27 April 2017
The cashless future is now. What are your thoughts?
Did you know that we accept all types of card payments, including contactless, Apple Pay, Samsung Pay and PayPal? We have done this for years as I firmly believe that all businesses, regardless of size, should move with the times and provide the convenience that their customers are looking for. Today, it really is inexcusable for any business not to accept card payments, especially with the rise of mobile processing units such as Sum Up or iZettle, which are designed specifically for small businesses on the go.
My opinion on this has always been why would any business owner consciously refuse to accept a customer’s willingness to pay for a product or service? Checking our trading patterns, 75% of our customers choose to pay by card. We do encourage card payments as we believe electronic payments are safer, as well as more convenient for both the customer and for us. Accepting cash means ensuring a constant till float balanced with appropriate levels of change, which can be costly in itself. There is also the constant risk of cash being stolen or lost and inevitably, there are always overs/shorts regardless of how careful till operators are.
A quick check with our bank (HSBC), reveals that cash deposits incur a fee to our business of 1% of the deposit value. This is equal to our card processing fees but with the added risk of holding cash and then depositing it in person and does not account for the costs associated with maintaining change levels. There are of course additional costs associated with accepting card payments, such as rental fees for equipment and PCI compliance charges. However, these are fixed costs that as a business, we will incur and absorb whether we accept cash or not as we continue to provide card payment options and bears no impact on the number of card transactions.
For consumers, being cashless means not having to find the nearest ATM, only to discover a fee applies for its usage. Card payments also prevent theft – and by this, I mean customers incorrectly handing over too much money and dishonest merchants pocketing the excess. In service businesses, it’s not uncommon for cash purchases to result in additional tips versus card payments. I’ve often wondered whether the consumer feels subtle pressure in these circumstances to leave a tip, rather than a choice. Most businesses will price their services accordingly to ensure healthy cash flow and wages that reflect skills, eliminating the need for service tips and those that enforce their employees to rely upon tips over and above unacceptably low pay, the ethical choice surely lies with the consumer as to whether they should support a business that engages in these practices.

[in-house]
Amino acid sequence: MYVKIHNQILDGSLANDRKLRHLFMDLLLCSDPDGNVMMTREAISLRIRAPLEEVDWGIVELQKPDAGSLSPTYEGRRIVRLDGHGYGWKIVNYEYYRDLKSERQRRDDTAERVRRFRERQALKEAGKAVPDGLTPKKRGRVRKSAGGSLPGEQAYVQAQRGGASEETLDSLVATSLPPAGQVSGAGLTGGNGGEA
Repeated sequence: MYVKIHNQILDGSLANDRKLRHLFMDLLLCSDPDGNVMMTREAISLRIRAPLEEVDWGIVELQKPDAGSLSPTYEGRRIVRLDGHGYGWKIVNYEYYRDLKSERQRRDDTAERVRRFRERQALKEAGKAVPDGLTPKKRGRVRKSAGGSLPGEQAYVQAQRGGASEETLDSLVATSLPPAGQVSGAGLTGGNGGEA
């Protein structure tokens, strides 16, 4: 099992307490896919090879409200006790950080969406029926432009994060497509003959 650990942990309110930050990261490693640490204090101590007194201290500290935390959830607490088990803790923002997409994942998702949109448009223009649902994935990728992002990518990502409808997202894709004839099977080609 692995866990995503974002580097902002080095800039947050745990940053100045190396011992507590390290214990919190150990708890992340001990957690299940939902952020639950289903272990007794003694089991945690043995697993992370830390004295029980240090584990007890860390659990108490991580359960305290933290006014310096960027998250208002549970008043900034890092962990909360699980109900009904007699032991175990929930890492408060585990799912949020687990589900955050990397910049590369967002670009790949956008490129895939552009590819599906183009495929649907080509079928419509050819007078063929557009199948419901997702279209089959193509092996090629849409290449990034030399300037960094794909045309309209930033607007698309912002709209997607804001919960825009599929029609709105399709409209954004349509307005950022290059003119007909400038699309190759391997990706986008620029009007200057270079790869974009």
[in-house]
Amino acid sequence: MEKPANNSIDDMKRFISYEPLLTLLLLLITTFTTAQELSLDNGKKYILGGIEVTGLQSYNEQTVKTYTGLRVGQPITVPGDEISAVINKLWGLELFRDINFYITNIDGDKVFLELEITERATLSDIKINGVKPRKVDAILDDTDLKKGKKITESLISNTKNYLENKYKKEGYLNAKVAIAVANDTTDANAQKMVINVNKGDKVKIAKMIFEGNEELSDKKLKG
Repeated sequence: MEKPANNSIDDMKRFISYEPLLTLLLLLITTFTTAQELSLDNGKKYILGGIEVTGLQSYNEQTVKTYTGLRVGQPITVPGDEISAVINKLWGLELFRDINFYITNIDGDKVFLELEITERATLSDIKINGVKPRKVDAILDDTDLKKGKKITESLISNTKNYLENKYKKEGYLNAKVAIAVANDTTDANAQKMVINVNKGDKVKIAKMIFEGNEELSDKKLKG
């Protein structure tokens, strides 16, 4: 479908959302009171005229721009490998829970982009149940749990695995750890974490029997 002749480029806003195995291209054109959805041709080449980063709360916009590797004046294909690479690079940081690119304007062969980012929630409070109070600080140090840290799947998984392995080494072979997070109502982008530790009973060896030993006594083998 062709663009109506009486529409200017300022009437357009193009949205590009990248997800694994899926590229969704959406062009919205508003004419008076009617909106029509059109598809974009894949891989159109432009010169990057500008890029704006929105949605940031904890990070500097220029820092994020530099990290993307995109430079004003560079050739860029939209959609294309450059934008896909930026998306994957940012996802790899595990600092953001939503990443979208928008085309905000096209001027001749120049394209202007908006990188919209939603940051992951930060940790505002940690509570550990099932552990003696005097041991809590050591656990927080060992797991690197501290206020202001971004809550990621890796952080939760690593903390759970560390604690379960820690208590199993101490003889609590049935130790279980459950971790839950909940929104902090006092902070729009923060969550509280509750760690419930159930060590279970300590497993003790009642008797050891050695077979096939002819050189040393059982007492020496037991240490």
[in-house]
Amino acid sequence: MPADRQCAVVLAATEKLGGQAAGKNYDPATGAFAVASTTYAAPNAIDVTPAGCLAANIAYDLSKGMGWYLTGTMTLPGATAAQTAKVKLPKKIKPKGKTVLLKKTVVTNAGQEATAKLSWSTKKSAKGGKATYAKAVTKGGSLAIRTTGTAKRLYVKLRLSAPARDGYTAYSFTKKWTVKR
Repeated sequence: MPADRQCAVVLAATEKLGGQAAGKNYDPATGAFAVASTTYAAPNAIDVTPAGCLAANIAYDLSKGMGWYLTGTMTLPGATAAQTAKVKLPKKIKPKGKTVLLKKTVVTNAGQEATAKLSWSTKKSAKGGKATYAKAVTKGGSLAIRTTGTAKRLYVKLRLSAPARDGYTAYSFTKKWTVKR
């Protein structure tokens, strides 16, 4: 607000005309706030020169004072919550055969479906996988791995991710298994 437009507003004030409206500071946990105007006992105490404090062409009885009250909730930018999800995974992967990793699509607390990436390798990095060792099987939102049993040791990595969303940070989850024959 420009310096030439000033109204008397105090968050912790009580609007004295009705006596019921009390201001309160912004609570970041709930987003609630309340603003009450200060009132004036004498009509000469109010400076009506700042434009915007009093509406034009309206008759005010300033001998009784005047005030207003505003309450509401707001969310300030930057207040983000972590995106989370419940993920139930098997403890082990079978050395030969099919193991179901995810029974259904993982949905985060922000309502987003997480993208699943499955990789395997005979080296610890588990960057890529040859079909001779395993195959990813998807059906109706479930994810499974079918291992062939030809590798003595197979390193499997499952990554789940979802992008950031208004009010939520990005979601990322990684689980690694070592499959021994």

Moreover, consumers have wider protections when they pay by card and whilst no business would want to encounter increased chargebacks, these exist when consumers are being unfairly served. Debit cards do offer a degree of protection in instances where customers have been let down or have not received the goods or services as described. Those that choose to pay by credit card are offered greater protection for purchases over £100 with Section 75 of the Consumer Credit Act 1974, again in instances where consumers are left out of pocket by unfair merchants.
Newer payment methods like contactless and mobile payments make paying by card more convenient than ever. Imagine how much quicker queue times could be at high volume traffic businesses like coffee shops if everyone paid by contactless rather than fumbling in their pockets for change and then waiting on the cashier counting the change due in return?
So, at Berserk Computers, we have decided to trial being completely cashless and I’d love to hear what your thoughts are on this. After all, it is 2017 and what else would you expect from an I.T. company to lead the way?
Leave your comments below and share your thoughts. Do you agree or is cash still relevant?